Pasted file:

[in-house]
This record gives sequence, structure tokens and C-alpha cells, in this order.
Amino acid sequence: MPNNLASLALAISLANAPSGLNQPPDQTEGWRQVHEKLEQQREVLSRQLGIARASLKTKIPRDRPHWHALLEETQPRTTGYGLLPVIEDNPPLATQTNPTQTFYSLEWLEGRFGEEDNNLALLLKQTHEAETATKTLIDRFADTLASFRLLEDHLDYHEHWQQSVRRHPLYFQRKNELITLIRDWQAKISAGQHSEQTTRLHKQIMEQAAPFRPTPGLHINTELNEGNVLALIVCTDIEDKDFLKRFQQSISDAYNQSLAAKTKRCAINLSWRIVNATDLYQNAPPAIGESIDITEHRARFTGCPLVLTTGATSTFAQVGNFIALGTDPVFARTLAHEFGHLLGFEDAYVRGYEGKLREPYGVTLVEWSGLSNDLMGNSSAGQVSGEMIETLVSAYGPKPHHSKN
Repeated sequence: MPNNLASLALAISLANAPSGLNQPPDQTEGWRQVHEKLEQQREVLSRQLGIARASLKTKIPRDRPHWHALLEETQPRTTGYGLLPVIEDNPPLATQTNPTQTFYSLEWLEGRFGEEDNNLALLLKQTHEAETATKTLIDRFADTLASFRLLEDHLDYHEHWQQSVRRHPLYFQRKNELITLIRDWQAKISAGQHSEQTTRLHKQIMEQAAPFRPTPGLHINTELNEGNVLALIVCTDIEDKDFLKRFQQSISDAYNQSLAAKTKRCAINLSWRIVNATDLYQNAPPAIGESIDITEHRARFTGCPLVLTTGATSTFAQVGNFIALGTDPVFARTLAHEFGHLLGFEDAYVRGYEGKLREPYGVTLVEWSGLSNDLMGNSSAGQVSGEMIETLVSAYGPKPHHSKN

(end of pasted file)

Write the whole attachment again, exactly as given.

[in-house]
This record gives sequence, structure tokens and C-alpha cells, in this order.
Amino acid sequence: MPNNLASLALAISLANAPSGLNQPPDQTEGWRQVHEKLEQQREVLSRQLGIARASLKTKIPRDRPHWHALLEETQPRTTGYGLLPVIEDNPPLATQTNPTQTFYSLEWLEGRFGEEDNNLALLLKQTHEAETATKTLIDRFADTLASFRLLEDHLDYHEHWQQSVRRHPLYFQRKNELITLIRDWQAKISAGQHSEQTTRLHKQIMEQAAPFRPTPGLHINTELNEGNVLALIVCTDIEDKDFLKRFQQSISDAYNQSLAAKTKRCAINLSWRIVNATDLYQNAPPAIGESIDITEHRARFTGCPLVLTTGATSTFAQVGNFIALGTDPVFARTLAHEFGHLLGFEDAYVRGYEGKLREPYGVTLVEWSGLSNDLMGNSSAGQVSGEMIETLVSAYGPKPHHSKN
Repeated sequence: MPNNLASLALAISLANAPSGLNQPPDQTEGWRQVHEKLEQQREVLSRQLGIARASLKTKIPRDRPHWHALLEETQPRTTGYGLLPVIEDNPPLATQTNPTQTFYSLEWLEGRFGEEDNNLALLLKQTHEAETATKTLIDRFADTLASFRLLEDHLDYHEHWQQSVRRHPLYFQRKNELITLIRDWQAKISAGQHSEQTTRLHKQIMEQAAPFRPTPGLHINTELNEGNVLALIVCTDIEDKDFLKRFQQSISDAYNQSLAAKTKRCAINLSWRIVNATDLYQNAPPAIGESIDITEHRARFTGCPLVLTTGATSTFAQVGNFIALGTDPVFARTLAHEFGHLLGFEDAYVRGYEGKLREPYGVTLVEWSGLSNDLMGNSSAGQVSGEMIETLVSAYGPKPHHSKN